Genuine sport is noble. So said some poor sap back when you could send someone in chains to Australia for stealing a loaf of bread. Back then, I suppose, times were simpler but the death rates were high, and the laughs were few. Was there really anything noble in competing in a fight which lasted 276 rounds and waking up in the morning with a fractured skull? I doubt it. But even then, boxing promoters, those most ignoble of characters, were finding ways to make a shilling off the back of a fighter’s hard graft. And if you think women were exempted from the clutches of promoters, think again.
On September 1, 1852, a letter appeared in London’s The Times newspaper by a gentleman who recounts an uproar outside his house while he was taking his breakfast. He put down his toast and went to see what the fuss was out in the field and to his astonishment saw a “mob of men” leading two women who then “stripped to the waist… and fought each other for half an hour.” He asserts this was an “organised prizefight” and he had been told the women were each paid the equivalent of 25p and he also noticed large amounts of cash going into the hands of the organizers. He was appalled. “Bring back the flogging posts,” he wrote.
But this is nothing new. We all know the smiley-faced boxing promoters of the past have merely aged, died, and been re-born in sharper suits and with slicker haircuts (except for Don King). But even though they’ve been earning a crust from the blood and sweat of brave men (and women) since day one, their gall and greed has recently reached levels of ridiculousness which, for the first time ever, has paradoxically brought boxing into the mainstream again while at the same time threatened to turn it into a mockery.
How many times have you seen a decent enough fighter dispatching an opponent who should really be working in a bank? How many times have you sat through a PPV event of such one-sided matchmaking that you threw something at the telly? How can Deontay Wilder get a title shot when his most “impressive” victory was a highly suspect win over Malik Scott? How can Anthony Joshua, a boxer with just ten fights under his belt, and his best win over an ancient Micheal Sprott, be ranked number eight in the world by two different boxing organisations? Why aren’t fighters regularly tested for PED’s? Questions, questions: seems like they’re all we’ve got. Except they’re not. Believe it or not, the whiff of change is in the air, and it smells like roses. And just maybe, the promoters aren’t going to have the last laugh.
According to Boxing News in the UK, the World Boxing Council have decided enough is enough. Too much poor judging, too much one-sided matchmaking, and not enough accountability. The WBC has announced it is considering a “BoxRec” style points system to rank fighters and prevent mismatches. Hooray for no more sights like Deontay Wilder chasing a shop dummy on rollerskates around a ring until it falls over. Other ideas put forward include more rigorous PED testing, something that’s been lacking, especially outside of the UK, and is a known roadblock for some matches. Apparently the WBC has the backing of the IBF and the WBA in all this, with only the WBO not agreeing in principle to the new proposals, which admittedly could be a major sticking point.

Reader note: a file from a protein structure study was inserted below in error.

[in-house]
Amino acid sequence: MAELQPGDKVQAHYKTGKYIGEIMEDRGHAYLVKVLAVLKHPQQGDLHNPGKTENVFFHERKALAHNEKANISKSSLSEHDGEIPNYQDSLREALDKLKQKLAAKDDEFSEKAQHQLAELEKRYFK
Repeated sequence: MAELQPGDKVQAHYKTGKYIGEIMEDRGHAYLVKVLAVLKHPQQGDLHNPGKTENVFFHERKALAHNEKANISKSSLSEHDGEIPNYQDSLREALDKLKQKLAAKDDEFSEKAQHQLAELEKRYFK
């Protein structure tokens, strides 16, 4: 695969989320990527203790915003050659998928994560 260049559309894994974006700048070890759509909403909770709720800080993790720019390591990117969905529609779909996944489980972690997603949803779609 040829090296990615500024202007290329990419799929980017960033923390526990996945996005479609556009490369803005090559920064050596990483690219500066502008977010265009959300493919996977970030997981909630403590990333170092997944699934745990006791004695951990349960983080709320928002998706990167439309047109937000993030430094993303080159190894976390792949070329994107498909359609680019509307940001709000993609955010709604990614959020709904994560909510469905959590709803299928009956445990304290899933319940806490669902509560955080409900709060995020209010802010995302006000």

This news is potentially groundbreaking for the sport, if this actually gets off the ground. And it’s ironic these measures have been brought to the table by Mauricio Sulaiman, a man who understands the word nepotism inside out and has no doubt seen some dirty play up close and personal. The fact it is the WBC leading the way is both bizarre and praiseworthy. Does a leopard change its spots? Is Shannon Briggs a good dinner party guest? Is there any merit in this when the dust settles? All we know is changes are afoot, at least in the minds of some of the people running our great sport.
The irony of the situation is that the WBC have been more guilty than most over the years of creating superfluous “Champion” belts, so Mauricio is going against the grain with what he’s been letting out of the bag. In the cold light of day — and business doesn’t operate in any other lighting mode — these proposals are actually self-defeating for the dollar grabbers in the main boxing organisations. What’s driving this new lurch towards common sense?
The cynical among us might say this is just a smokescreen and there is as much chance of implementing these ideas as there is of me marrying Pamela Anderson. Is this just an attempt to placate us and put us at ease while they carry on as they always have? Truth is, nobody knows outside of the Sulaiman inner sanctum and I’m not privy to the smell of money and resin’d leather, or cordite, at least not yet. So the whole story is for now just that: a story.
But the time is right to make the sport a bit more respectable and honest and if indeed the proposals are for real they will be welcomed with open arms by boxing’s long-suffering fans. If successful, it will be the first time ever in the history of boxing that the sport makes such sensible changes, and many mobsters and hustlers and ruined fighters will be gnashing their remaining teeth if and when it happens. There’ll still be a place for Don King and his brethren, but if everything goes to plan we could find him weeping gently into his raw meat on a quiet evening. Put that on PPV and you’ll make a killing (no pun intended).
So tonight, for now, let’s raise a glass to Mauricio Sulaiman. He isn’t advocating the flogging post, but there isn’t a promoter around who wouldn’t choose it over what may be coming. — Benjamin Thomsett